As sure as the day follows the night, local up-and-coming bands will put out rock albums inspired by the music of decades gone by, hoping to strike a chord with fans looking for the latest hit to sate their nostalgia. Boston is no exception to this rule, giving rise to hard rock group Renegade Cartel, who are poised to release their debut album “Dear World.” In an era where rock bands take inspiration quite liberally from legends of yore, it may be easy to write off the pleasant grooves of “Dear World” as the result of yet another gathering of copycats. But with patience, it becomes clear that Renegade Cartel have crafted a beautiful vision of what they have seen in the history of rock, and highlight where rock has the potential to grow in the future.
If there was only one word used to describe this album, it would be consistency. Each track on the album delivers a clear musical direction, a strong cohesion between musicians, and vivid inspiration from earlier eras blended together with an expert hand. The production is incredibly strong for a debut, particularly in that all musicians have an equal opportunity to highlight their skills, whether it be with an instrument or with their voice. Notable examples include the strong bass opening on “End of Time” that sets the deep heartbeat for the song’s duration, as well as the lamenting howls of front-man Stephen Damon-Tilley in the album’s standout “When.” Lead guitarist Victor Diego Robles shreds in a way that calls upon images of rockstars on stage beneath blinding lights, brandishing their instruments with violent reverence. “Dear World” is interspersed with stunning electric solos that harness the charisma and intensity of stardom that fed the fame of a ravenous genre. This same hungry spirit is captured effortlessly by Renegade Cartel’s lengthy fifteen track album, which attempts to devour the heart and soul of rock and return it to the world with their own unique flair.
Looking at each song by itself, it may be easy to point a finger and claim that Renegade Cartel leans too heavily on well-beloved hits as the broad base for their style. But upon closer inspection, “Dear World” is a beautiful amalgamation of rock as it was known not just in the highly nostalgic 80s scene, which is the most tired and well-tread path for modern bands to walk down. Their debut draws also from the roots of rock in the 60s, the searing flair of the 70s, all the way through the experimental grit of the 90s. This album is a diverse experience pulling inspiration from many periods in time, and showcases the subtleties of various rock sub-genres without fear of crossing unspoken boundaries. From the keening lament of “When” through the electric static captured in the relentless speed of “Nothing New,” there’s no question that “Dear World” was designed to escape the tight boxes that had corralled the fire rock had kindled a generation ago.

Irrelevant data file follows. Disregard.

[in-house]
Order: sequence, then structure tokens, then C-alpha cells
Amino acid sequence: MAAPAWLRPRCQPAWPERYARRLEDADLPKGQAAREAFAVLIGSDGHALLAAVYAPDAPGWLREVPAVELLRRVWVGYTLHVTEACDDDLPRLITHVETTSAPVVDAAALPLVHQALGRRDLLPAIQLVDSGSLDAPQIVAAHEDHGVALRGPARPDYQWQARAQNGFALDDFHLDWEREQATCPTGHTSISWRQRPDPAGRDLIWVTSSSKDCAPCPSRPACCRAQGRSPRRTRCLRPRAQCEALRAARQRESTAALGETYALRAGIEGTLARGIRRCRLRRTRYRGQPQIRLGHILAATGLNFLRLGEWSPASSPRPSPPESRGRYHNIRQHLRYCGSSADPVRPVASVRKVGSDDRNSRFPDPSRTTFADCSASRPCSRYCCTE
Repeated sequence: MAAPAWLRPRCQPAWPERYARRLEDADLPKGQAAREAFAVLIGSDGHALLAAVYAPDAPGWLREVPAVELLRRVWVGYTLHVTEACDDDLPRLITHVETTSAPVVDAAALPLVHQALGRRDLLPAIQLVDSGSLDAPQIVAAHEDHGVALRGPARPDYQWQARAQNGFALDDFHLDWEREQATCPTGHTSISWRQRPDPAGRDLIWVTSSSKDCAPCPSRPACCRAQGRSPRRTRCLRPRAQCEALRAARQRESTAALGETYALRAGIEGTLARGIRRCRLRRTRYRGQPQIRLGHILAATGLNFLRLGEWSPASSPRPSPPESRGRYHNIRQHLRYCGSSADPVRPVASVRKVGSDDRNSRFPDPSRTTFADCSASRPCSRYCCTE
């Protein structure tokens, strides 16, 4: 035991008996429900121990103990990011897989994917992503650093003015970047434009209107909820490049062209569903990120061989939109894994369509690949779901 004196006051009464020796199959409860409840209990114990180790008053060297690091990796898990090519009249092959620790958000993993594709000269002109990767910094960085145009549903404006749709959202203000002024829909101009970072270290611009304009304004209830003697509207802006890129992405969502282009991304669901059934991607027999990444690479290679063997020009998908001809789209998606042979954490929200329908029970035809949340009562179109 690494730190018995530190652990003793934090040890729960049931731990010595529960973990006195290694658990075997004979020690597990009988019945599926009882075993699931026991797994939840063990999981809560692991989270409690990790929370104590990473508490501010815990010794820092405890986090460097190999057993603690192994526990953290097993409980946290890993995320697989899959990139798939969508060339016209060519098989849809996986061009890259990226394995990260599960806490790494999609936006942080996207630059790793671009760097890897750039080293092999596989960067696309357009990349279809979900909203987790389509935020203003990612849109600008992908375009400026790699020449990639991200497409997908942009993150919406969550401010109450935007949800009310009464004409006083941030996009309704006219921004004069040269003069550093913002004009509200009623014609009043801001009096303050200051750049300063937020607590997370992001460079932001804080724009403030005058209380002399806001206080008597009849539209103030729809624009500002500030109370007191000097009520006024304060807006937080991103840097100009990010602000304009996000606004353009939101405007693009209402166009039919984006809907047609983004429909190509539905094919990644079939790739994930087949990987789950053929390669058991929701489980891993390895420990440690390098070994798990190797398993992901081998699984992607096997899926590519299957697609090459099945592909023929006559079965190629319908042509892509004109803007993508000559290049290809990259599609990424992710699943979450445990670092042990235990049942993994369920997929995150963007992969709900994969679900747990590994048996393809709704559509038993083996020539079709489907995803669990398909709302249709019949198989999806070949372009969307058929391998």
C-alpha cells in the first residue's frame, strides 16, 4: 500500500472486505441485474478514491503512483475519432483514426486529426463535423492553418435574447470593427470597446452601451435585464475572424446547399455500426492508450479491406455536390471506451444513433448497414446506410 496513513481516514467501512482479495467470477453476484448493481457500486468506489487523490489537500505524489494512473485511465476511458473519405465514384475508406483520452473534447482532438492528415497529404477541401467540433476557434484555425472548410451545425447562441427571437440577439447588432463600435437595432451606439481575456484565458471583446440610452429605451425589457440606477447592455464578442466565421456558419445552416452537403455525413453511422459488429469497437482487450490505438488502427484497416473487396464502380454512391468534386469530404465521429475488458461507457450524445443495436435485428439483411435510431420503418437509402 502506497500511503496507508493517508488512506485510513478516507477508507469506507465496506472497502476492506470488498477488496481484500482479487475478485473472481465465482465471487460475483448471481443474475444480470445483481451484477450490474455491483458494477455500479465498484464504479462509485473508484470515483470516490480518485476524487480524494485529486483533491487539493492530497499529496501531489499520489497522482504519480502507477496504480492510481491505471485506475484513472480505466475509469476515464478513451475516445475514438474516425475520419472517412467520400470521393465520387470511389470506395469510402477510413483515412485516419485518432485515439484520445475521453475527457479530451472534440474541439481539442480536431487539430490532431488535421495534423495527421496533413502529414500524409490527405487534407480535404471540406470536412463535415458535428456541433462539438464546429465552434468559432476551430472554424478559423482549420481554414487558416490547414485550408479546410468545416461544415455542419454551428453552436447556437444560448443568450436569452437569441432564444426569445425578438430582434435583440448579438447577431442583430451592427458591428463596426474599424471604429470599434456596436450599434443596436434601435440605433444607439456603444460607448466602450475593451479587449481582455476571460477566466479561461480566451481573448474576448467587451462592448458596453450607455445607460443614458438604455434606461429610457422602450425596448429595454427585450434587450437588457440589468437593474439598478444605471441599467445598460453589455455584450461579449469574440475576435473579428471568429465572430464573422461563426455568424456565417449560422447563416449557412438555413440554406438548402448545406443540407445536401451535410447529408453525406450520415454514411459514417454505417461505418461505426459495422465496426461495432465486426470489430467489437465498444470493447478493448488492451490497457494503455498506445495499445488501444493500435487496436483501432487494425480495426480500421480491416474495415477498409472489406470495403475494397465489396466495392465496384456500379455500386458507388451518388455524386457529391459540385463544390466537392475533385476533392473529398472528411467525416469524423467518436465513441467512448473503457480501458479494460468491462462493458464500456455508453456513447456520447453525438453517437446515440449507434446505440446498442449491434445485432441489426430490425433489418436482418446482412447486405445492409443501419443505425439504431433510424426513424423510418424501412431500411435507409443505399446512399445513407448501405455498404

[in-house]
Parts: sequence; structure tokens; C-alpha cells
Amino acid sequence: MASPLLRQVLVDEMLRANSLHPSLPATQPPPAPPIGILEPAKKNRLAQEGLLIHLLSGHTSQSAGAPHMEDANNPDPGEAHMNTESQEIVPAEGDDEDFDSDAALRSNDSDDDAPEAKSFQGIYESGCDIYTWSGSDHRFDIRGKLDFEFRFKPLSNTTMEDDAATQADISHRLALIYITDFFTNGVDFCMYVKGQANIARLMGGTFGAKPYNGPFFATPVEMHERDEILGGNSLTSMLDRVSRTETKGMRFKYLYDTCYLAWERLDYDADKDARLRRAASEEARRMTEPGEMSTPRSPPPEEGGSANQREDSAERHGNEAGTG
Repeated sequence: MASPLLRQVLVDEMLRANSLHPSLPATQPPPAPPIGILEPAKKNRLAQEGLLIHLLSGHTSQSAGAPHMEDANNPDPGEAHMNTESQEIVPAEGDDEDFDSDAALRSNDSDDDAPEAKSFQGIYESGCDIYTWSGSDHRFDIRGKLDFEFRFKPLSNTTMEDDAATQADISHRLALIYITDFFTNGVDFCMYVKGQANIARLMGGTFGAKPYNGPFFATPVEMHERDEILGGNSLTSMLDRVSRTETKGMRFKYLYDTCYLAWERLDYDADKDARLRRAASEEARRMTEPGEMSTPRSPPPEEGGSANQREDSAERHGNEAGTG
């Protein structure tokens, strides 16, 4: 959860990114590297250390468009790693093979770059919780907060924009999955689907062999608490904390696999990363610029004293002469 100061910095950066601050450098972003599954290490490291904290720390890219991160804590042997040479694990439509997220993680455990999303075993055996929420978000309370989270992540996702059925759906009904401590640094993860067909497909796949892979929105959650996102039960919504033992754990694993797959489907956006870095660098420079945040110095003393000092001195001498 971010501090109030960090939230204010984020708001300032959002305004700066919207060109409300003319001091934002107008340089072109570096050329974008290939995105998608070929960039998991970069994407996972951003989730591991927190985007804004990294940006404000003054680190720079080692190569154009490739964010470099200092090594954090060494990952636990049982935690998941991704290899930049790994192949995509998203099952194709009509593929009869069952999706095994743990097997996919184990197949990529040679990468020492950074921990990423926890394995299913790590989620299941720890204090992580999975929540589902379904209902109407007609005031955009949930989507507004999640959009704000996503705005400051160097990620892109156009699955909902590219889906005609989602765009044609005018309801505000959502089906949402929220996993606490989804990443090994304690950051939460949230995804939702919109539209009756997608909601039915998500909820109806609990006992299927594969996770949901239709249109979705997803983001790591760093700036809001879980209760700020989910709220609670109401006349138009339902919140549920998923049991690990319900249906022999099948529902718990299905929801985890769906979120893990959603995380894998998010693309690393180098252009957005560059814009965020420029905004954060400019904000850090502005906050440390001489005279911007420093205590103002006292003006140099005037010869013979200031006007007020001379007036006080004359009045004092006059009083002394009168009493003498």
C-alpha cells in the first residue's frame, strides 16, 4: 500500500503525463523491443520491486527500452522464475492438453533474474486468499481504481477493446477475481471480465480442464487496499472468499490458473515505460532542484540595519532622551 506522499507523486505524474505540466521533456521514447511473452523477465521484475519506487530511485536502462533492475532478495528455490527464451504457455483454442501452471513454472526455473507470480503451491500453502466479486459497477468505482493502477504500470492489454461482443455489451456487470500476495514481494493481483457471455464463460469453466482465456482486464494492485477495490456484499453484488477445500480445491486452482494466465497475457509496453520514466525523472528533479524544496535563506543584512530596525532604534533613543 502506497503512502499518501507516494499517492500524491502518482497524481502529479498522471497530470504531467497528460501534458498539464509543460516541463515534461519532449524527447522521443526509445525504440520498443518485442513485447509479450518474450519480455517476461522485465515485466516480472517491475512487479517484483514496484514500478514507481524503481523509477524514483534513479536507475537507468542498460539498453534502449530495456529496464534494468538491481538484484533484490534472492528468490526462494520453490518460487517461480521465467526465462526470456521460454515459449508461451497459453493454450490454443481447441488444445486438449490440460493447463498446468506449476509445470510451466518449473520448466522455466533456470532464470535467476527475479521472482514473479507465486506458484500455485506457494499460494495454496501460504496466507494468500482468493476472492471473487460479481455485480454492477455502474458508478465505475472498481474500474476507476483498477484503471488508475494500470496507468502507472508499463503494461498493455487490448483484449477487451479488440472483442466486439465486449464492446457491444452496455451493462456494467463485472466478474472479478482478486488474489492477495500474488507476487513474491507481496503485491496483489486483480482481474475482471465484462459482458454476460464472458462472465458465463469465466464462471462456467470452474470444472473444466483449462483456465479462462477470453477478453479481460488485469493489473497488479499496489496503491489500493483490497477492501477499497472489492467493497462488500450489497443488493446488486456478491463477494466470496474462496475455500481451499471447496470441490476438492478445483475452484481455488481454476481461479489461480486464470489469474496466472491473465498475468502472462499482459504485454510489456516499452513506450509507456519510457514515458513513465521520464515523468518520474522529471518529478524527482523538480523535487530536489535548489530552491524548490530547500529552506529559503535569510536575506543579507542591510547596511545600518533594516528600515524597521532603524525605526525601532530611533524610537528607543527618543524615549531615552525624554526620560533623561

Perhaps most notable of all is the degree of restraint shown in the album’s songwriting, as there are certainly tracks which could have grown beyond their existing boundaries given just a touch more ambition. A trio set on shaking up how rock is consumed in the modern era certainly has no shortage of ambition, but it seems clear that Renegade Cartel has stifled their full potential. Among rather reliable and predictable songwriting, there are brief tastes of untempered freedom in tantalizing guitar solos, or in emotional shouts that have the capability to effortlessly dominate the nine-minute monster “When.” However, these bright accents are used sparingly relative to the vast expanse of “Dear World’s” range, erring on the side of the historic models that laid the style’s groundwork rather than purely explorative aspirations.
While it may be tempting to dock Renegade Cartel on originality, there’s no question that it took extraordinary vision to draw from so many eras of rock and craft an album so diverse in pacing and in style, all while highlighting the technical strengths of each band member in a flawless, cohesive unity. Each musician is proven to be an invaluable asset to creating a vibrant, rolling thunder than spreads enthusiasm with inexplicable contagion across the sprawling breadth of “Dear World.” If this is indeed what the present holds for rock, it’s certain that the future of the genre is in talented and capable hands.
Released by: Independent
Released on: October 31st, 2019
Genre: Hard Rock
- Victor Diego Robles / Guitar
- Stephen Damon-Tilley / Vocals, Bass
- Rob Laflamme / Drums
“Dear World” Track Listing:
- Break Your Chains
- Dear World
- Leaving Fairytales Behind
- Nothing New
- Lose Control
- Morning Light
- End of Time
Whether listeners are just dipping their toes in the hard rock scene, or if they have followed the genre from its inception, “Dear World” realizes the vision of rock without boundaries, and shows the beauty of how art evolves across time. Renegade Cartel fights to keep sounds from the past alive, and deliver an expertly crafted album that draws from the brightest stars of rock’s history to create a vibrant style suited for an ambitious and demanding modern era.
Awesome review! I am excited to hear this album when its released!